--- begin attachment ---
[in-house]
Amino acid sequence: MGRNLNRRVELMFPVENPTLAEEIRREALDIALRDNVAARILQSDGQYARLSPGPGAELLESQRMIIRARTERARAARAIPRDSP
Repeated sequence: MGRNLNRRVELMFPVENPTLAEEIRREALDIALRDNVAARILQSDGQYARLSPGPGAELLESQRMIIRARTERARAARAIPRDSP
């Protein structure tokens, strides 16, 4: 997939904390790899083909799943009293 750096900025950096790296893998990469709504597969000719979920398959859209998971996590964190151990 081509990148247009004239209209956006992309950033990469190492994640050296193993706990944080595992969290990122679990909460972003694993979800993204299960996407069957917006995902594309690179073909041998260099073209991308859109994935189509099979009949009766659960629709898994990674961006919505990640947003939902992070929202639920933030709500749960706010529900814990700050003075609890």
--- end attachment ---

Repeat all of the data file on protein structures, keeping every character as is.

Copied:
[in-house]
Amino acid sequence: MGRNLNRRVELMFPVENPTLAEEIRREALDIALRDNVAARILQSDGQYARLSPGPGAELLESQRMIIRARTERARAARAIPRDSP
Repeated sequence: MGRNLNRRVELMFPVENPTLAEEIRREALDIALRDNVAARILQSDGQYARLSPGPGAELLESQRMIIRARTERARAARAIPRDSP
């Protein structure tokens, strides 16, 4: 997939904390790899083909799943009293 750096900025950096790296893998990469709504597969000719979920398959859209998971996590964190151990 081509990148247009004239209209956006992309950033990469190492994640050296193993706990944080595992969290990122679990909460972003694993979800993204299960996407069957917006995902594309690179073909041998260099073209991308859109994935189509099979009949009766659960629709898994990674961006919505990640947003939902992070929202639920933030709500749960706010529900814990700050003075609890």